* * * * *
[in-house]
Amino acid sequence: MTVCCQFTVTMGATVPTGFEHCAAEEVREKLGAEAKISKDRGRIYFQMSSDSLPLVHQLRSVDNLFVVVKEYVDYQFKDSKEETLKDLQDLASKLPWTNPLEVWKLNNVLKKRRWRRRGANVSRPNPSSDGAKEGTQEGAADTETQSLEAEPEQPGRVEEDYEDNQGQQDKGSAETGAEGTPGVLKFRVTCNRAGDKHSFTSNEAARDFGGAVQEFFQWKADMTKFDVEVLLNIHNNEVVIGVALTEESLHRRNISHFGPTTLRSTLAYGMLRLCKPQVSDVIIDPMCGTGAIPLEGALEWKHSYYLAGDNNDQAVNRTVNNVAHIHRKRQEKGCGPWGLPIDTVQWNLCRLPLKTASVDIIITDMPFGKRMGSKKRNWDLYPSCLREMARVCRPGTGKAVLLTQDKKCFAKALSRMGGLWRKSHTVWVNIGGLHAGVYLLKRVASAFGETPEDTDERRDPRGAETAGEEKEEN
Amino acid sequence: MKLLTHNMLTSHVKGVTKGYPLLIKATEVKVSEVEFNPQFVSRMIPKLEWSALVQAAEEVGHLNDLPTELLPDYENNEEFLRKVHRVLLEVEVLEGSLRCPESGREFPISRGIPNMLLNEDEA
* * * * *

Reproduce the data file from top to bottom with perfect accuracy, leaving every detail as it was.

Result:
[in-house]
Amino acid sequence: MTVCCQFTVTMGATVPTGFEHCAAEEVREKLGAEAKISKDRGRIYFQMSSDSLPLVHQLRSVDNLFVVVKEYVDYQFKDSKEETLKDLQDLASKLPWTNPLEVWKLNNVLKKRRWRRRGANVSRPNPSSDGAKEGTQEGAADTETQSLEAEPEQPGRVEEDYEDNQGQQDKGSAETGAEGTPGVLKFRVTCNRAGDKHSFTSNEAARDFGGAVQEFFQWKADMTKFDVEVLLNIHNNEVVIGVALTEESLHRRNISHFGPTTLRSTLAYGMLRLCKPQVSDVIIDPMCGTGAIPLEGALEWKHSYYLAGDNNDQAVNRTVNNVAHIHRKRQEKGCGPWGLPIDTVQWNLCRLPLKTASVDIIITDMPFGKRMGSKKRNWDLYPSCLREMARVCRPGTGKAVLLTQDKKCFAKALSRMGGLWRKSHTVWVNIGGLHAGVYLLKRVASAFGETPEDTDERRDPRGAETAGEEKEEN
Amino acid sequence: MKLLTHNMLTSHVKGVTKGYPLLIKATEVKVSEVEFNPQFVSRMIPKLEWSALVQAAEEVGHLNDLPTELLPDYENNEEFLRKVHRVLLEVEVLEGSLRCPESGREFPISRGIPNMLLNEDEA